We are now one year away from 2025, when Los Angeles intended to reach zero traffic fatalities, and yet the problem continues to get worse, not better. After shattering records in 2022, the data is now in for last year, and it’s not pretty. As LAPD Chief Michel Moore recently said, more people were killed in traffic collisions last year than from murders.
In 2023, 337 people were killed by cars on L.A. streets, an 8% increase compared with 2022, according to the LAPD. In fact, deaths on our roads have nearly doubled since 2015 when the city committed itself to “Vision Zero.”
When I first started doing this work via Streets for All in 2019, we used to somberly state that a pedestrian is killed once every three days in Los Angeles. Today, that has increased to a pedestrian being killed every two days. Compared with 2015, when 88 pedestrians were killed on L.A. streets, 176 pedestrians were killed last year. Pedestrian deaths have doubled in just eight years, when they’re supposed to be on the decline.
The nation as a whole has seen a rise in recklessness on the road since the pandemic began in 2020, including driving under the influence, distracted driving, excessive speed and road rage. In that time, Los Angeles has become the most dangerous city in the nation in which to walk. Back in 2022, only New York City had deadlier streets for pedestrians. As of the end of 2023, Los Angeles has now eclipsed New York City, and by a lot (176 deaths versus 114). For the first week of 2024, the city experienced nine fatalities from car crashes, including five pedestrians. That means that more than one Angeleno was dying every day because of traffic violence during the first week of January.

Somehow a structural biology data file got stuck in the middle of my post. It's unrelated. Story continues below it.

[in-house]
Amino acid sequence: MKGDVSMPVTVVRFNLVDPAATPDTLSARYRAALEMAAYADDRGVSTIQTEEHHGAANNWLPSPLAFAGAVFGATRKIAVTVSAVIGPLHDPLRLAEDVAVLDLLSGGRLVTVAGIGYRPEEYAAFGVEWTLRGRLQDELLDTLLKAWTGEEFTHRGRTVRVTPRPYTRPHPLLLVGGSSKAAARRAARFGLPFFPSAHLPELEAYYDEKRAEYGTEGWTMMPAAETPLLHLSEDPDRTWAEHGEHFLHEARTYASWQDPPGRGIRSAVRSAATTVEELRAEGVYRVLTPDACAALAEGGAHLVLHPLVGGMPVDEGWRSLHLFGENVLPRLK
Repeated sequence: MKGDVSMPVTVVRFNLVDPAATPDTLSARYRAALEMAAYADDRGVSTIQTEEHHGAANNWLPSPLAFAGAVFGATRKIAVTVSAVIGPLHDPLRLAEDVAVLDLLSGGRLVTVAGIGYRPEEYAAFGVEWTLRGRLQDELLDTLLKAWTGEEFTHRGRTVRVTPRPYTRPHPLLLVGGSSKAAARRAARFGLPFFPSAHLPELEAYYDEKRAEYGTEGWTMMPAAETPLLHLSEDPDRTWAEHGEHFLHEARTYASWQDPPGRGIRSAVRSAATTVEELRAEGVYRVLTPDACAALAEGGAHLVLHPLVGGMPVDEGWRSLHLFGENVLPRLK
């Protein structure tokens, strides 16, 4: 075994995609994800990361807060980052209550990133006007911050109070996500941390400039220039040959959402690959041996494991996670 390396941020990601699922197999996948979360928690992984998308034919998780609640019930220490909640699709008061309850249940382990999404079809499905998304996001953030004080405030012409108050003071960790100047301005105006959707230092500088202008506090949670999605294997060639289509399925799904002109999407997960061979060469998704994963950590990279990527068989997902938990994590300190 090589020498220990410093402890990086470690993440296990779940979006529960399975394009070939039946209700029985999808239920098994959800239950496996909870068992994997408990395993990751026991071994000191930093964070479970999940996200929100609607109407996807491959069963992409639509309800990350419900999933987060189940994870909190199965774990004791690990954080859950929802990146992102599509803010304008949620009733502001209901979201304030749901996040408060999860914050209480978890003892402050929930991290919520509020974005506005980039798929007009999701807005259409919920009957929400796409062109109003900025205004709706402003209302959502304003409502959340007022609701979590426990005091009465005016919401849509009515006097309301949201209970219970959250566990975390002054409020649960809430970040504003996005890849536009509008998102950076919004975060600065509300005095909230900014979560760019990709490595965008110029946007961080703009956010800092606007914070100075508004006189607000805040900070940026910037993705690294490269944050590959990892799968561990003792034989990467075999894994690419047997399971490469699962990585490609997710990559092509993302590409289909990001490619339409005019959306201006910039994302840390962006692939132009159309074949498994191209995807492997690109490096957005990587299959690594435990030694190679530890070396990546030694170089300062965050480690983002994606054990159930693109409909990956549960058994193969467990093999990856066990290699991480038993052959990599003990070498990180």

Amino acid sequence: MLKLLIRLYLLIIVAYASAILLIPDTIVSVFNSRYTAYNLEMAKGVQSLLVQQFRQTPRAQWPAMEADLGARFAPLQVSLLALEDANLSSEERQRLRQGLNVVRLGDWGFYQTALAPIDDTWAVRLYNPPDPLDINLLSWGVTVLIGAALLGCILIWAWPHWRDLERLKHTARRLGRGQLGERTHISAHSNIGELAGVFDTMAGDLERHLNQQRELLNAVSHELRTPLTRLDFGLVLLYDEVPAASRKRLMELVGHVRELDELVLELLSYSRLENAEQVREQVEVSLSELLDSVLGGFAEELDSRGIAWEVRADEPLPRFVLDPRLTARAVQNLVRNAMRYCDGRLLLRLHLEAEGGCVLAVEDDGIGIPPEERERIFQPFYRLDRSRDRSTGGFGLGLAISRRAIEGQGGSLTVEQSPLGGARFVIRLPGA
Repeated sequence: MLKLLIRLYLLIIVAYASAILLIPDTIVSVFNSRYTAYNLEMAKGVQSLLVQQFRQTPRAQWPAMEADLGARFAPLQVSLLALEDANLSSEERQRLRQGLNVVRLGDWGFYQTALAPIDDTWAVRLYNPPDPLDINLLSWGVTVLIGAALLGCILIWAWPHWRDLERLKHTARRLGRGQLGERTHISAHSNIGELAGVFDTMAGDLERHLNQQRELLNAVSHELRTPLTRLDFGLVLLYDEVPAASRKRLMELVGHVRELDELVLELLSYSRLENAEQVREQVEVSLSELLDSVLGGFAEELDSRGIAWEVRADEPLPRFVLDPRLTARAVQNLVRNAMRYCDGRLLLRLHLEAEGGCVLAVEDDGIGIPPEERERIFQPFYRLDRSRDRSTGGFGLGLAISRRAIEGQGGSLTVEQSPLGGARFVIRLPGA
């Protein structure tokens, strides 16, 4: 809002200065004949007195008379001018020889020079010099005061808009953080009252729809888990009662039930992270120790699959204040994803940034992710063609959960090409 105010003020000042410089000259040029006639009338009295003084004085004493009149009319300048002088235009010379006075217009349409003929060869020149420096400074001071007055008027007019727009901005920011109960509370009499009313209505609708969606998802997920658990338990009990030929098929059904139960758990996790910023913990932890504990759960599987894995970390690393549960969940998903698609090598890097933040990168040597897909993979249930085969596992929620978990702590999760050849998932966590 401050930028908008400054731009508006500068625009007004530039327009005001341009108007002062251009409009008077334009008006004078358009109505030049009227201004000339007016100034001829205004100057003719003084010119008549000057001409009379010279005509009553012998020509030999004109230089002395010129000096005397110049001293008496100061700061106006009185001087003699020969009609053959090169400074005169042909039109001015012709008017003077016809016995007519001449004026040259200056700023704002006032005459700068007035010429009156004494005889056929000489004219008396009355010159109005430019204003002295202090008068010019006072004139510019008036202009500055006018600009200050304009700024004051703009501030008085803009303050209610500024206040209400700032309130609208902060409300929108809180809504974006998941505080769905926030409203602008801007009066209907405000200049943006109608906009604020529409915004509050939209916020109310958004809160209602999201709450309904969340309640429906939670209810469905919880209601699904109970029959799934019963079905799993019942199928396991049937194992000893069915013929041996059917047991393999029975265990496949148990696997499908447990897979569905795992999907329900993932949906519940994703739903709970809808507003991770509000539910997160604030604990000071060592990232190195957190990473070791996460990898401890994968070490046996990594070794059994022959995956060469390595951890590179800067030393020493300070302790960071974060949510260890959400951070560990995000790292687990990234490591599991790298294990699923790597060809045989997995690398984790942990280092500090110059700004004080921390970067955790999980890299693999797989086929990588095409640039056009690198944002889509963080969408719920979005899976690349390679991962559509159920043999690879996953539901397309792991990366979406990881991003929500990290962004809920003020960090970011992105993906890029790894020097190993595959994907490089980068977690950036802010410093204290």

As residents and voters in Los Angeles, we can have differences of opinion on whether we should carve out space for a safe, connected bike network or for bus-only lanes. However, all of us — drivers included — are pedestrians sometimes. We should all agree that any pedestrian death is unacceptable, and that it’s even worse that we keep breaking records year after year. It’s also unacceptable that we spend more money settling lawsuits from people hurt in our streets than we do making our streets safer. For example, in 2017 we spent $27 million on Vision Zero, and we spent $31 million on liability claim settlements from people who were hurt on city streets.
How do we reverse this? One way is with Measure HLA, on the ballot this March. Despite passing its Mobility Plan 2035 in 2015 to improve road safety and access for all modes of transportation, the city has long neglected it, either due to a lack of political will or poor interdepartmental communication. Measure HLA would have the city automatically implement its own plan anytime a street is repaved, saving money and ultimately saving lives. For pedestrians, the plan includes 560 miles of “pedestrian-enhanced districts,” which would feature targeted safety improvements for people walking.
If a serial killer were on the loose killing more than 300 Angelenos every year, we would launch a citywide hunt to end the spree. With car crashes among the top causes of death for kids in Los Angeles, and with a decades-high number of pedestrians dying, shouldn’t we treat road safety with the same sense of urgency?